If a U.S. court ordered an offshore trustee to do something, he could choose to simply ignore it since he is not bound by U.S. court decisions. However, a U.S. trustee can be compelled - by being thrown in jail for contempt - to do whatever the U.S. court wants. About as bad is the fact that the U.S. trustee is vulnerable to a civil lawsuit (trustee would rather give up your assets than his own), and also is available to law enforcement authorities that could bring money laundering charges, etc., to coerce the trustee to cooperate. This defect alone, of course, basically guts the alleged protection of the DAPT.

Glaring Defect #2: Full Faith and Credit
One of the best things about offshore trusts was that the offshore jurisdiction wouldn't recognize a U.S. judgment, meaning that a creditor would have to start all over and begin the trial process from Day 1, bringing in witnesses, etc., from the U.S. or wherever, all of which is very expensive and time-consuming, and a is huge deterrent to creditors. Not so for a DAPT. No matter which state you form the trust in, that state is required by the "full faith and credit" clause of the U.S. Constitution to recognize the judgment of any other state. This means that a creditor only has to take its judgment and register the judgment without having to retry the case (a very simple process, done every day by collection firms), and Voila! the creditor is back at your throat.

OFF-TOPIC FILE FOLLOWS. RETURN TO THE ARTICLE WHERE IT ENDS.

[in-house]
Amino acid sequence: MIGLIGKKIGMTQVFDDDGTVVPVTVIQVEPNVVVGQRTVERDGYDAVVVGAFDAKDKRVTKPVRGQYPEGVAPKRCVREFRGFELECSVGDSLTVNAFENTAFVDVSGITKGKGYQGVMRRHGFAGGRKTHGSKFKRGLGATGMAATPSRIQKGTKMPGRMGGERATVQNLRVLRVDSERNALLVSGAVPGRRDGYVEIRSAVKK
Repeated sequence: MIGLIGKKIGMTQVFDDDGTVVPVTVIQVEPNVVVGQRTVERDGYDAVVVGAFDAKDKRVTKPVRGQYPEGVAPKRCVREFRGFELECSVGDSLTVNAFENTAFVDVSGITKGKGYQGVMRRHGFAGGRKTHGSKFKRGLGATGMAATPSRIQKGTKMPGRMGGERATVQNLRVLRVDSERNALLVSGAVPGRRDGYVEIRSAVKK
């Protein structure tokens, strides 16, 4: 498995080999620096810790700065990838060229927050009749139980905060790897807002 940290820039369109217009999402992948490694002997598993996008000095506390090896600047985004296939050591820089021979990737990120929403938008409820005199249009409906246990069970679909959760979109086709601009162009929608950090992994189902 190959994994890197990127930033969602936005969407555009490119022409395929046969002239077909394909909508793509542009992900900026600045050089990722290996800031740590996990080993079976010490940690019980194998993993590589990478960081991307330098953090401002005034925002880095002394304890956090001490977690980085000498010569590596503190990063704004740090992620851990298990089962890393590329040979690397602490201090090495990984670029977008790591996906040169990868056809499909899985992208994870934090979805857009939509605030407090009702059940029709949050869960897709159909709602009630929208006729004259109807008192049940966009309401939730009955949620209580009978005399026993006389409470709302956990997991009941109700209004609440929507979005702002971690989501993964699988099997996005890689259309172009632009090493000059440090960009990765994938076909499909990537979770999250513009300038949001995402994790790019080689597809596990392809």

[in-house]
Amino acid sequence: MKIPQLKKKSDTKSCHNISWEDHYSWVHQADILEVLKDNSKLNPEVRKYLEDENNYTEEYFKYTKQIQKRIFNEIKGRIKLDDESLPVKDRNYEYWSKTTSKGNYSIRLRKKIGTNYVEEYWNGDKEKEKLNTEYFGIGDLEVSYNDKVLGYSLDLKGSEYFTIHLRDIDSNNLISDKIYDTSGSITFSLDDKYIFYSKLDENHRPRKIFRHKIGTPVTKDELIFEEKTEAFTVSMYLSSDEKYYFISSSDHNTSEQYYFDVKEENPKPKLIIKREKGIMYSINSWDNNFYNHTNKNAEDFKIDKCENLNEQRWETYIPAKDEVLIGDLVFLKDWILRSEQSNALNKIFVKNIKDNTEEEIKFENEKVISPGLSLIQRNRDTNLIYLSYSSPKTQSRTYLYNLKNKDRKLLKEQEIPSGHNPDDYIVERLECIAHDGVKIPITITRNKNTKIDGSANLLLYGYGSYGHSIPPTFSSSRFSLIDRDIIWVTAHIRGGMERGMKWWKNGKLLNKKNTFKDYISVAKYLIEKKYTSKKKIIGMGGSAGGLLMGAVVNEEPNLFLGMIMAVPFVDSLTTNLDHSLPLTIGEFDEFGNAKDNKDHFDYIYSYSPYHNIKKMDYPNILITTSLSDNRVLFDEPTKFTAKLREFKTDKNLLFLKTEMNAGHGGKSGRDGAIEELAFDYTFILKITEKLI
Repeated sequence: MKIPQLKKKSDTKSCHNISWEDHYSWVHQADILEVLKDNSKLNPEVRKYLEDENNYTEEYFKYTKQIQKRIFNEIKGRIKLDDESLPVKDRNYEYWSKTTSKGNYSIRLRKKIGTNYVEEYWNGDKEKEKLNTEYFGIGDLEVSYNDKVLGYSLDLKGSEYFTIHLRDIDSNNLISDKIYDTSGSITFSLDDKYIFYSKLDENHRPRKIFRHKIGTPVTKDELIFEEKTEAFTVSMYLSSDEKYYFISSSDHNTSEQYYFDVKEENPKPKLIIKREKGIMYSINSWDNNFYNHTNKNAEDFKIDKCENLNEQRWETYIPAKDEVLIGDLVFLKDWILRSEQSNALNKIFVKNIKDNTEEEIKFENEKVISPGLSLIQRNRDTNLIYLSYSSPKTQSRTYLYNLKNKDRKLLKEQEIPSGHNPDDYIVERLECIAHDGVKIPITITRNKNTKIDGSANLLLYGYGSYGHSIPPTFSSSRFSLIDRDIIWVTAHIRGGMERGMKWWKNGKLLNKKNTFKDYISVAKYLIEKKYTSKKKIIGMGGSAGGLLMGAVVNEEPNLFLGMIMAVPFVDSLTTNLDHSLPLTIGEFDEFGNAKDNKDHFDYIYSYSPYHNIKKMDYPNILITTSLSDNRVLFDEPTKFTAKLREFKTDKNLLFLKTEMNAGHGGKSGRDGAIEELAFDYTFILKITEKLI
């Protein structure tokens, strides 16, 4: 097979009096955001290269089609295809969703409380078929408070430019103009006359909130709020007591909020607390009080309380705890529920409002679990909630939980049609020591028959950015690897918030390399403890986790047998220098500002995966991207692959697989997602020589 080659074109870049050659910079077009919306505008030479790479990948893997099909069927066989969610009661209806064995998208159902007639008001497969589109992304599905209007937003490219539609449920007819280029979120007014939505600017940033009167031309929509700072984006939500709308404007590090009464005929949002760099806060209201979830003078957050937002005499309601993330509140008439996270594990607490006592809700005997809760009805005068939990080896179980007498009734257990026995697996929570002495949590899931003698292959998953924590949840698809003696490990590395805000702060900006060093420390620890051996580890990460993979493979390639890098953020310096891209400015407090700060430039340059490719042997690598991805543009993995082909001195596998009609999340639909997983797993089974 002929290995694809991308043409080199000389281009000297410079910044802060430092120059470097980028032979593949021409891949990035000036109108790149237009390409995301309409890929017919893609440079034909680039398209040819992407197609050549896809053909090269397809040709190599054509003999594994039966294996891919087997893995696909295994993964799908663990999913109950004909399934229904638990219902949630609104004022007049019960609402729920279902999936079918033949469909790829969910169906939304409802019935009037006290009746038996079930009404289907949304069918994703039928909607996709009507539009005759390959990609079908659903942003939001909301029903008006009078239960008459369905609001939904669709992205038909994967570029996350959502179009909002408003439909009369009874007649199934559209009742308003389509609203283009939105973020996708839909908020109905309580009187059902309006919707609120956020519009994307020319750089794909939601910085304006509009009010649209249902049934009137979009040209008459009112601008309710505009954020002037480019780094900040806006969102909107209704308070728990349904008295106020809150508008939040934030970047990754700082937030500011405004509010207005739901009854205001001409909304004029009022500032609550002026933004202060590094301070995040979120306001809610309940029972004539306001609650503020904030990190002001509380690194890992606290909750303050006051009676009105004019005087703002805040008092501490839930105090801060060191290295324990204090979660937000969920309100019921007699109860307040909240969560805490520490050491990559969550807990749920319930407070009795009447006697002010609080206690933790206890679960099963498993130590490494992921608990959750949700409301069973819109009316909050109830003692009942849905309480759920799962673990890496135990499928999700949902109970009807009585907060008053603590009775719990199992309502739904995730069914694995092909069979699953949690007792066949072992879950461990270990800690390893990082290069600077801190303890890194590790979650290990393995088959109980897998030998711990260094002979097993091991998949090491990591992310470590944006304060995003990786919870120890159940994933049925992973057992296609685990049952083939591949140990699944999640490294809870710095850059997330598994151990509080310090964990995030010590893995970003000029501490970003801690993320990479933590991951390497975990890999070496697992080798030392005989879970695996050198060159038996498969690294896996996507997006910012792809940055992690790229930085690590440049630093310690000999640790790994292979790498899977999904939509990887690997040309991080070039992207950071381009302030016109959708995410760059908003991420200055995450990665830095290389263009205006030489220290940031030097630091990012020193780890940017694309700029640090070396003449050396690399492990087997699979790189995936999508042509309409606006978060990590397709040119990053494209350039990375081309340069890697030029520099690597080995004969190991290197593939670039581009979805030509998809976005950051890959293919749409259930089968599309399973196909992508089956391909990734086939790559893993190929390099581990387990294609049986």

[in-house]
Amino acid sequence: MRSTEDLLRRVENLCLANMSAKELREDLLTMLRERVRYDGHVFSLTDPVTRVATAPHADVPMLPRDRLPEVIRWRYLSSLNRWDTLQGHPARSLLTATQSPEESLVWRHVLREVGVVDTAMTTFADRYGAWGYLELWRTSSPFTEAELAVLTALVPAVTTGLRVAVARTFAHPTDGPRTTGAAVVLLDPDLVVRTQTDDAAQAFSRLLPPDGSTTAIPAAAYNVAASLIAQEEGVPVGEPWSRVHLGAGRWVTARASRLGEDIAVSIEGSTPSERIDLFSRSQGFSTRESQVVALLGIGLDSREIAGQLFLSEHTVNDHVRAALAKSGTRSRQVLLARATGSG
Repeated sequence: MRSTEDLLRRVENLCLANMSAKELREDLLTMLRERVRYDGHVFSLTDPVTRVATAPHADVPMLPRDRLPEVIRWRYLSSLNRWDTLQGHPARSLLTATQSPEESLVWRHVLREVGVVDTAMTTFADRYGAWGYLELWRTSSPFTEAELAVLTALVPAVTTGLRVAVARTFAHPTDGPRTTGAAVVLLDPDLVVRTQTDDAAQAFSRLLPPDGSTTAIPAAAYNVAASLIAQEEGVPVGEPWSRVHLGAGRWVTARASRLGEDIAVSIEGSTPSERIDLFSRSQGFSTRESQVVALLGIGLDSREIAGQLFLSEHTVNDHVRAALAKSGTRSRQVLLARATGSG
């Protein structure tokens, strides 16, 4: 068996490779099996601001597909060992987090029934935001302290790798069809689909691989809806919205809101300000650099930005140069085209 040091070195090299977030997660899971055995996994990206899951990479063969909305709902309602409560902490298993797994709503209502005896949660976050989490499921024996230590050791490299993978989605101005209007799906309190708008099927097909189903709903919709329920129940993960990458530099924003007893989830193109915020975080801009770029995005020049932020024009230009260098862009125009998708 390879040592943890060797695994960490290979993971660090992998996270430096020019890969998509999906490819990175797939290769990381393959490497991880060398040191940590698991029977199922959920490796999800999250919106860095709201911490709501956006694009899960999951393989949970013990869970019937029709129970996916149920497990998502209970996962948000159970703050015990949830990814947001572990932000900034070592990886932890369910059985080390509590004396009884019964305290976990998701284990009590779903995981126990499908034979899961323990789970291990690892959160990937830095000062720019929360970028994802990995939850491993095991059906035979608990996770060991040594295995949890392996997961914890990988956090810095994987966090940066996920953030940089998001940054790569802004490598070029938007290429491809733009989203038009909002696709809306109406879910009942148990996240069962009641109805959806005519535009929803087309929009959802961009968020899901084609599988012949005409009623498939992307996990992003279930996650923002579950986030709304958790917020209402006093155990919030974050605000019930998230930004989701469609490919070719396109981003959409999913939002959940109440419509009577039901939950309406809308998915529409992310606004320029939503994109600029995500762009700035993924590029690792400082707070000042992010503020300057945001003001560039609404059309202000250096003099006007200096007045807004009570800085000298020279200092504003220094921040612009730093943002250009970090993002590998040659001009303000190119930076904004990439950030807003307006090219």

Glaring Defect #3: Attempts to "import" law or to make a "choice of law" in favor of the laws of Alaska, Delaware, or Nevada will probably fail
Think you can get an Oklahoma judge to apply Alaska law in favor of an Oklahoma resident against an Oklahoma judgment held by an Oklahoma creditor involving Oklahoma property? Ain't happening - and if the trial judge rules against you then it is you (and not the creditor) who is fighting an uphill battle in a probably vain attempt to get the decision reversed on appeal, and in the meantime the creditor gets your assets and even if you win the appeal you might not get them back.